Last updated on January 3rd, 2021 at 06:45 am
Seafood festival booths are staffed by members of the Cedar Keys community.[/caption]
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Seafood festivals are common in Florida, but I think the Cedar Key Seafood Festival is uncommonly appealing.
The Cedar Key Seafood Festival comes just in time for cooler weather and the start of stone crab season.
What makes the Cedar Key Seafood Festival special?
First, and quite obviously, it takes place in Cedar Key, one of America’s coolest small towns, according to Budget Travel.
Cedar Key is a charming little town with fewer than 1,000 permanent residents and a fascinating history. (It’s Florida’s second oldest town!) Cedar Key is about 60 miles west of Gainesville, so its out-of-the-way location has helped keep it authentic.
Second, you may think of New England when you think of clams, but Cedar Key is actually one of the nation’s top source of farm-raised clams.
Third, the Cedar Key Seafood Festival is one of the only times you can tour historic Seahorse Key, three miles from Cedar Key. A shuttle boat from downtown takes visitors to tour the island and its lighthouse, which was built before the Civil War. Seahorse Key is now part of Cedar Key National Wildlife Refuge.
Chefs at Cedar Key Seafood Festival compare clam chowder recipes
The Cedar Key Seafood Festival is 10 a.m. to 4 p.m. Saturday and Sunday and features more than 100 arts and crafts exhibits, live music at several locations, a parade Saturday morning and, of course, lots of great local seafood. Tasting opportunities are abundant.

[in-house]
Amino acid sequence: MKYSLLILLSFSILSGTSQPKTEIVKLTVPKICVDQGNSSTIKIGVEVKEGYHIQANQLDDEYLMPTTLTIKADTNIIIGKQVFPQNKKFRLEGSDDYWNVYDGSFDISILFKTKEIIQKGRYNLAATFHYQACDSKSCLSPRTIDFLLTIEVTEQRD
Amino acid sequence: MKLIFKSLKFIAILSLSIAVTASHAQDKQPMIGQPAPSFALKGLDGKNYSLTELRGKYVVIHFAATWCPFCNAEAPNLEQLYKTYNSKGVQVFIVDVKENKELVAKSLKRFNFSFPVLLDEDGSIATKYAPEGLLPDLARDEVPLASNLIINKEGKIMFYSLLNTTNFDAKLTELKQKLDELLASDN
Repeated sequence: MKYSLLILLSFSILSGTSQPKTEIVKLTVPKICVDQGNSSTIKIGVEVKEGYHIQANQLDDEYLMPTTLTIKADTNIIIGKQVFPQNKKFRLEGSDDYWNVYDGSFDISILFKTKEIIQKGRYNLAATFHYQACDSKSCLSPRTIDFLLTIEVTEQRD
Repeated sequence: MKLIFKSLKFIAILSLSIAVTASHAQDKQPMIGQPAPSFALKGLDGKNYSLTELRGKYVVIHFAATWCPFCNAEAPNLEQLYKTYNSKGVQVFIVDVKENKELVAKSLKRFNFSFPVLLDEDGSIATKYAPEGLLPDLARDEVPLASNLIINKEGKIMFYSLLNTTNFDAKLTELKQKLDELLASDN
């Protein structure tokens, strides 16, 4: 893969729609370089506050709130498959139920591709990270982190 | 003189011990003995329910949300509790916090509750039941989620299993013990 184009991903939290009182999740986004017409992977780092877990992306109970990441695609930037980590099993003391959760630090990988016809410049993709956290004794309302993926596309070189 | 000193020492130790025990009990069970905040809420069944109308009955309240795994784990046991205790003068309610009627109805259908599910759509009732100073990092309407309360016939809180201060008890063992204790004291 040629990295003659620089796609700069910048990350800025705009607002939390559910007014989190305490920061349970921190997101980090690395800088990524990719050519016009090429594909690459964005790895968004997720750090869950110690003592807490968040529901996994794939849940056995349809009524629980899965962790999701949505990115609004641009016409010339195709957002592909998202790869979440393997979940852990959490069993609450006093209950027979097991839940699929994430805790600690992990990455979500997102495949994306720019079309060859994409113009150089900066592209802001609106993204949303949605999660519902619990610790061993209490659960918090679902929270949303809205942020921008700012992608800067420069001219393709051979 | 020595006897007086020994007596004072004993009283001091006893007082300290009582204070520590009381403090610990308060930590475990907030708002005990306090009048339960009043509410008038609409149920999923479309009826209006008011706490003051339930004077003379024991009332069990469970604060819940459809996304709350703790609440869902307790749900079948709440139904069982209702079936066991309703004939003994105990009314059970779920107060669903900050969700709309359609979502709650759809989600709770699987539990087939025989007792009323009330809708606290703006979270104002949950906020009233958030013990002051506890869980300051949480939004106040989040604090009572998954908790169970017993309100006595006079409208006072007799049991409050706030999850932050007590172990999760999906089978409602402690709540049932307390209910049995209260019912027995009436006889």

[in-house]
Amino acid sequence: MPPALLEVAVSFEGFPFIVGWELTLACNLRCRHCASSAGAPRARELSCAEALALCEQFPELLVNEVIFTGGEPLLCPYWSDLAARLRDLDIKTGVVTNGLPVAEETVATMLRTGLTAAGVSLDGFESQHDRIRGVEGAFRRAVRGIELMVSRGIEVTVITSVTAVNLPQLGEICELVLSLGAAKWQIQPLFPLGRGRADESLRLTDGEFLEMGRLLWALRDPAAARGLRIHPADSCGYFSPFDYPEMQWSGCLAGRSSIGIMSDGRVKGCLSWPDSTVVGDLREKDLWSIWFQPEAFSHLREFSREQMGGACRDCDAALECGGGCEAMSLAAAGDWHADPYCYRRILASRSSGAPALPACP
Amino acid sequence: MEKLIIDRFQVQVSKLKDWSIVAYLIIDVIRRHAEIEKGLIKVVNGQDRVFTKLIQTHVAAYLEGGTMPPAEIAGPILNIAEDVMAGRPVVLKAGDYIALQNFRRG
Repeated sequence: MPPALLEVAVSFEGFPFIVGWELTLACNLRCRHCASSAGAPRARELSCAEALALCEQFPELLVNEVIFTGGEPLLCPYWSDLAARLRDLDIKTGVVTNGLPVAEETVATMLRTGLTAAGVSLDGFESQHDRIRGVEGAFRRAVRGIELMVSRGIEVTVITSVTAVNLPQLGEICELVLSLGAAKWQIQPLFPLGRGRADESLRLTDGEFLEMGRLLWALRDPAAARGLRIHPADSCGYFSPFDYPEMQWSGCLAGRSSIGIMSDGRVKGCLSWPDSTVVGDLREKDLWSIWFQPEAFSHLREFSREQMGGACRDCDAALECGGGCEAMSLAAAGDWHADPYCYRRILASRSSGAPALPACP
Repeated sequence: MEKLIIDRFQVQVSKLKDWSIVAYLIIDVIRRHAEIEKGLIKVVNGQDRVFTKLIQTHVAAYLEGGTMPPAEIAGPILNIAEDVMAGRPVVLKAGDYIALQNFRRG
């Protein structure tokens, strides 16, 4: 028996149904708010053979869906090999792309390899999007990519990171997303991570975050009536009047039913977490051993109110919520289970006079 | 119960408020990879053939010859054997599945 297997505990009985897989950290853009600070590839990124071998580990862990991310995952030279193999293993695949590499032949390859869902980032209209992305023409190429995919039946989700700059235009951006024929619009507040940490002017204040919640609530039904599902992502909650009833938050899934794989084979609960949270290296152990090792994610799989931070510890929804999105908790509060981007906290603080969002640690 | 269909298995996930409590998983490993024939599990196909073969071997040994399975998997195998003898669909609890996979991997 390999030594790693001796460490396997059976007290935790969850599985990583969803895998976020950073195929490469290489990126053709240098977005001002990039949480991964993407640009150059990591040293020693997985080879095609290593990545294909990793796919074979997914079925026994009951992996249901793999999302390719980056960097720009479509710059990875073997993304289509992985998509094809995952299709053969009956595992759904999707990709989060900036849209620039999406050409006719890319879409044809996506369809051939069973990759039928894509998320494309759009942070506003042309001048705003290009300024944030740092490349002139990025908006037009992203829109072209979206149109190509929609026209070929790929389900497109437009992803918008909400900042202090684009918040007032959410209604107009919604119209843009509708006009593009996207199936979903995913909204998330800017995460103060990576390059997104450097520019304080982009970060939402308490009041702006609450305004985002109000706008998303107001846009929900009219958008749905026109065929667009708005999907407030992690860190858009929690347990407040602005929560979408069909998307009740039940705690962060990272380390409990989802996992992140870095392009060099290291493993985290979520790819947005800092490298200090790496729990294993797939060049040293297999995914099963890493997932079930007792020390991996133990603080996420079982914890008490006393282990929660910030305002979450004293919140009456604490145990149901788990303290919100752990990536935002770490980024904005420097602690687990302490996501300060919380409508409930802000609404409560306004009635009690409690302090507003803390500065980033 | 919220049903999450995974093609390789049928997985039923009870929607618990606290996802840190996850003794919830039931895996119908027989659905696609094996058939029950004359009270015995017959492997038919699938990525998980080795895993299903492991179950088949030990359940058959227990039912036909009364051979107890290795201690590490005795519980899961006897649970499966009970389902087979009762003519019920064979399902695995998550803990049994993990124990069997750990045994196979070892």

Past festival-goers recommend various locally made clam chowders, raw or fried oysters, smoked mullet dip and corn on the cob. Crafts include some items with local flavor, too: boxes made from local cedar trees, preserved and mounted crabs and lobsters, egret lawn ornaments and other Floridiana. Cedar Key attracts many artists, so the booths include impressive fine artists, too.
Music includes bluegrass and banjos. (Here’s a YouTube video of dueling banjos and dueling clam chefs from 2010.)
Seahorse Key: Historic island off Cedar Key
Aerial view of Seahorse Key (Photo courtesy Cedar Key National Wildlife Refuge)
The shuttle boat and tours of Seahorse Key on Saturday make the Cedar Key Seafood Festival a rare opportunity. The fourth-order fresnel lens in the lighthouse was first lit Aug. 1, 1854, when Cedar Key was Florida’s major Gulf Coast city. For decades, the lighthouse was critical to navigation.
Eventually, though, the railroad went through, Cedar Key used up its once-bountiful supply of cedar trees and a hurricane wiped out the city in its original location, Atsena Otie Key. The city moved to another island, but it became a little-visited backwater, a sleepy fishing village.
The last lighthouse keeper extinguished the light for the final time in 1915 and in 1929, President Herbert Hoover created the Cedar Key National Wildlife Refuge, preserving three of the keys as a bird sanctuary.
Kayaking behind Dock Street on Cedar Key. Photo by Kellie Parkin.
Today the lighthouse is rarely open to the public. It has been leased to the University of Florida for its Seahorse Key Marine Laboratory. The lighthouse itself serves as a dormitory with six bedrooms and 26 bunk beds. A laboratory is located near the boat dock.
The lighthouse will be open on Saturday. The boat trip is $20 and involves a half-hour ride to and from the island. Tours leave every hour on the half hour from 8:30 a.m. to 1:30 p.m. and reservations are not required. But arrive early, as everyone must be off the island by 3 p.m.